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Elagabalus, Emperor of Rome

One would hardly expect many Roman emperors to make an appearance in a comic opera, but anyone who has seen “The Pirates of Penzance” by Gilbert and Sullivan might have been puzzled by the claim of Major-General Stanley that he can “quote in elegiacs all the crimes of Heliogabalus”. Even though the name is usually given as Elagabalus, not many opera-goers will know to whom he is referring, or what crimes he might have committed.

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 A young man from Emesa

Varius Avitus Bassianus (later known by the nickname Elagabalus) was born in 203 (or thereabouts) at Emesa in Syria. His father was a politician named Sextus Varius Marcellus and his mother was Julia Soaemias Bassiana, a member of the Severan family that had already produced two emperors, namely Septimius Severus and Caracalla, the latter of whom was Julia’s cousin.

Varius Avitus did not see himself as a future emperor. From an early age he had been the high priest of a religious cult that worshipped a Syrian sun-god named Elagabal, and that was his chief interest in life.

His mother and grandmother (Julia Maesa) had no time for his religious obsession but were far more interested in using him as a means of furthering their own ambition to restore the Severan clan to power after the imperial throne had been usurped by Macrinus, who may have been responsible for Caracalla’s assassination in April 217.

It so happened that Varius Avitus bore a passing resemblance to Caracalla, and the two Julias were quite happy to encourage the idea that he was the late emperor’s love child and therefore a Severan on both sides of his family. This was pure fiction, but it was enough to persuade the legion based in Syria to support the young man’s claim.

Macrinus declared war on the Severans but was defeated in battle and later captured and executed. This left Varius Avitus, aged 14, as Emperor of Rome with the new name of Marcus Aurelius Antoninus, which were also the real names of Caracalla.

Emperor Elagabalus

The new rulers of Rome, namely Marcus, his mother and grandmother, did not proceed immediately to Rome but spent a year in northern Turkey. When they did at last move on they were accompanied by a large conical black stone that had been the centrepiece of the Elagabal cult at Emesa. The young high priest of Elagabal was determined to convert Rome to the new religion, and the black stone was essential to this aim. That is why he became known as Elagabalus.

As mentioned above, Elagabalus was primarily interested in religion and he devoted his energies to establishing a temple to Elagabal. He did this at first by extending an existing temple to Jupiter on the Palatine Hill, but also got to work on building a new one on the Capitoline Hill. This was opened with a massive ceremony in which the sun god was driven in a chariot to his new home, with the emperor walking backwards in front of it. Elagabal needed a partner, so the image of Vesta was moved from her temple in the Forum. Elagabalus followed suit by marrying a Vestal Virgin, but this marriage ended in divorce. Elagabal therefore also had to take a new wife, this being the sky goddess Urania.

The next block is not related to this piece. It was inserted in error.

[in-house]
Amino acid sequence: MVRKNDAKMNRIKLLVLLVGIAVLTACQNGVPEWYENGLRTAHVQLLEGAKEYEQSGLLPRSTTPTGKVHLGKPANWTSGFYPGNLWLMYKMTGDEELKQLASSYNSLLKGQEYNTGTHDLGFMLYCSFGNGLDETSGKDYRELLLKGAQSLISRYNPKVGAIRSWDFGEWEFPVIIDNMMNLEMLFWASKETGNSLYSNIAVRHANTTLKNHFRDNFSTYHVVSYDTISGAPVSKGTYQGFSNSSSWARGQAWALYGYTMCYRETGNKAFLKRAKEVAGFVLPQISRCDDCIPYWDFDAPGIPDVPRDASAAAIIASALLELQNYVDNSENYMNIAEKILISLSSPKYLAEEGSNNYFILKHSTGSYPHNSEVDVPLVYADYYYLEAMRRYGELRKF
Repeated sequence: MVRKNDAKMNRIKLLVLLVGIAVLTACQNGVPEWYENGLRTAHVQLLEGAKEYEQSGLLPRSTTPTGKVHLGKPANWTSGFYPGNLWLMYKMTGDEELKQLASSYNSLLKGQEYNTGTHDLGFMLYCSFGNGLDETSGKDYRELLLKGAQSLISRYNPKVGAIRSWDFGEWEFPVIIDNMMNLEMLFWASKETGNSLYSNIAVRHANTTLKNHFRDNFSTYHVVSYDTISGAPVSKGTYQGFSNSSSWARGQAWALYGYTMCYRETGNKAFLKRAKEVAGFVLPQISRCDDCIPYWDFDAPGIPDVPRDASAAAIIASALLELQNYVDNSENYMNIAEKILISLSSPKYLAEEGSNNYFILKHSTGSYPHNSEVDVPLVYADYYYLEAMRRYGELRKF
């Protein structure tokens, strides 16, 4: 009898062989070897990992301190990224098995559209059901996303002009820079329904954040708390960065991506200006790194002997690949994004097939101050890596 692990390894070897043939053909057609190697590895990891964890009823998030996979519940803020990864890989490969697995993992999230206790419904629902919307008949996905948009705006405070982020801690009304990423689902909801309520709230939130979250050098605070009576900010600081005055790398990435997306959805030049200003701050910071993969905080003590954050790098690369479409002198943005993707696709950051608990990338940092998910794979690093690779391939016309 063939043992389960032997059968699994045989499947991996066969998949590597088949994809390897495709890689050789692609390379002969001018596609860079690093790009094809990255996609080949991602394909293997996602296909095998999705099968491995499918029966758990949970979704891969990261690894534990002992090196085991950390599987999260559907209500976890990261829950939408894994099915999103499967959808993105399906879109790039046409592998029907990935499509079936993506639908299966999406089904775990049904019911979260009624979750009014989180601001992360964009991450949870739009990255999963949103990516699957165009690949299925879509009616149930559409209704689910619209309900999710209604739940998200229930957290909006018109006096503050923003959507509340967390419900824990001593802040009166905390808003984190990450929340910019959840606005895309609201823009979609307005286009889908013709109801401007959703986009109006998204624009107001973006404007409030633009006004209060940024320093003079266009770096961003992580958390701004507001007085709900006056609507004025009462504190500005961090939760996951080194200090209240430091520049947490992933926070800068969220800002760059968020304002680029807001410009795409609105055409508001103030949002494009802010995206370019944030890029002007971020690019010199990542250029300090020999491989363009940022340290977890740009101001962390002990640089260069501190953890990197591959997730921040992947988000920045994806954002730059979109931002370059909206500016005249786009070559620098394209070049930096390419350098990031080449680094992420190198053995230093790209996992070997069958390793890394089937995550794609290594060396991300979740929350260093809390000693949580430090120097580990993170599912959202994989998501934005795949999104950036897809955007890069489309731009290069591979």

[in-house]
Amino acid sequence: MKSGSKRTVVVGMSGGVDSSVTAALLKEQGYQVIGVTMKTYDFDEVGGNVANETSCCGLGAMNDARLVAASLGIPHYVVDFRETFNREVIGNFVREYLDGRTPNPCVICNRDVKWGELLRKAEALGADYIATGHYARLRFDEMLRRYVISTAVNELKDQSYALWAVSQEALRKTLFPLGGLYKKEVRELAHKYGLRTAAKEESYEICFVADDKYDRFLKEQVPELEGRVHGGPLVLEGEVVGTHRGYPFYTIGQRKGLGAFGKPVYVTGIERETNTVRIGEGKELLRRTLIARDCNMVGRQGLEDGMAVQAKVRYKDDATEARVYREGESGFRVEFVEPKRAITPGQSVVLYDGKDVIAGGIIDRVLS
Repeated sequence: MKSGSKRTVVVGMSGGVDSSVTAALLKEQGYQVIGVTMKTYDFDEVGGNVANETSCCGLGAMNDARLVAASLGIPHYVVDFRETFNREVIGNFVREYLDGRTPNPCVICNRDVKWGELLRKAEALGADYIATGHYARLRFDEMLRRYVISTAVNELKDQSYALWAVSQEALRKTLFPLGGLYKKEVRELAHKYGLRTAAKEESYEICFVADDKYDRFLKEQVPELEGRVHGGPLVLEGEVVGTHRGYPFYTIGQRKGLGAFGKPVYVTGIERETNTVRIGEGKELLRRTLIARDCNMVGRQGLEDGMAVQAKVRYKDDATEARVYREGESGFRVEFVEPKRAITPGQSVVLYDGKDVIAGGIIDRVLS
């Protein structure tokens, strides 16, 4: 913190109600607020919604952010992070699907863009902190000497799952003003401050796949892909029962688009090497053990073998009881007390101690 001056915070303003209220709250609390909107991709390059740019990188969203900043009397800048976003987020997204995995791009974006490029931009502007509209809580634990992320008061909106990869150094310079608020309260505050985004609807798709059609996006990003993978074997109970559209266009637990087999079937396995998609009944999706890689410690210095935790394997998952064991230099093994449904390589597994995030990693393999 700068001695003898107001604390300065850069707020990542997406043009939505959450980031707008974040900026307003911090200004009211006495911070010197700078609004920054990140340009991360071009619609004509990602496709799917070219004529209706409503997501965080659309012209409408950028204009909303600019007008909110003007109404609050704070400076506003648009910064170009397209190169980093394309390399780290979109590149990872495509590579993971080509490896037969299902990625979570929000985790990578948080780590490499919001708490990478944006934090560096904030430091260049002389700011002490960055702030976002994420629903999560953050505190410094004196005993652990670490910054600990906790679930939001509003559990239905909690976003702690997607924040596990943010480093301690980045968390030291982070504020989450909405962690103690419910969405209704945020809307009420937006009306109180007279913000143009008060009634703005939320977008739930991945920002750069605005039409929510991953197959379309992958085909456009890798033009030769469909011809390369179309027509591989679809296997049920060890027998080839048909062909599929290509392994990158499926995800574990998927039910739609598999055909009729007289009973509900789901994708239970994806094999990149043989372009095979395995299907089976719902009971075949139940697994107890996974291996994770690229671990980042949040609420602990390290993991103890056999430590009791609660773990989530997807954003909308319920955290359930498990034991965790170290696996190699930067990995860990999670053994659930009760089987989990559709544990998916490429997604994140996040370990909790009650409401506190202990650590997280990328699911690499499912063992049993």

While all this nonsense was taking place the real work of government was being done by the two Julias, with considerable efficiency. They were the only women in the history of Rome to attend meetings of the Senate.

The crimes of Elagabalus

His main crime in the eyes of the people of Rome was his hijacking of Roman religion. Taking a Vestal Virgin as his wife was sacrilege of a high order that could not be forgiven.

Although stories always grow in the telling, especially when the aim is to denigrate the character of an unpopular person, it does appear that Elagabalus indulged in all sorts of immoral behaviour, including carrying on with many women as well as his string of wives, none of whom pleased him for long.

The succession

Despite his massive sexual appetite and repeated marriages, Elagablus failed to produce an heir.

His grandmother, Julia Maesa, was aware that the Roman Senate and people could not tolerate the Emperor’s eccentricities for ever and that a violent end to his reign was possible if not probable. She therefore persuaded him that he should adopt as his successor his cousin Alexander Severus who, at the time of this move, was probably around ten years old. The older Julia would thus cement her own position should events turn out as she feared, in that one grandson might die but another become emperor in his place.

However, this plan did not suit the emperor’s mother, Julia Soaemias. She was well aware that her son was highly unpopular and she took the line that naming his cousin as heir would create a grave danger for Elagabalus – young Alexander did not share his cousin’s bizarre religious views and would be seen by many as a much better alternative that was worth committing murder for.

In March 222 Elagabalus and his mother made a fatal error. They went to the camp of the Praetorian Guard and ordered them to murder Alexander Severus. However, the guards had other ideas and promptly killed the young Emperor (still aged only about 19) and his mother and threw their bodies into the River Tiber. It is always possible that Julia Maesa had foreseen such an event and bribed the guards to do precisely what they did.

So ended the strange reign of Emperor Elagabalus, thus allowing that of the even younger Alexander Severus to begin. The cult of Elagabal came to an immediate end and the black stone was sent straight back to Emesa.

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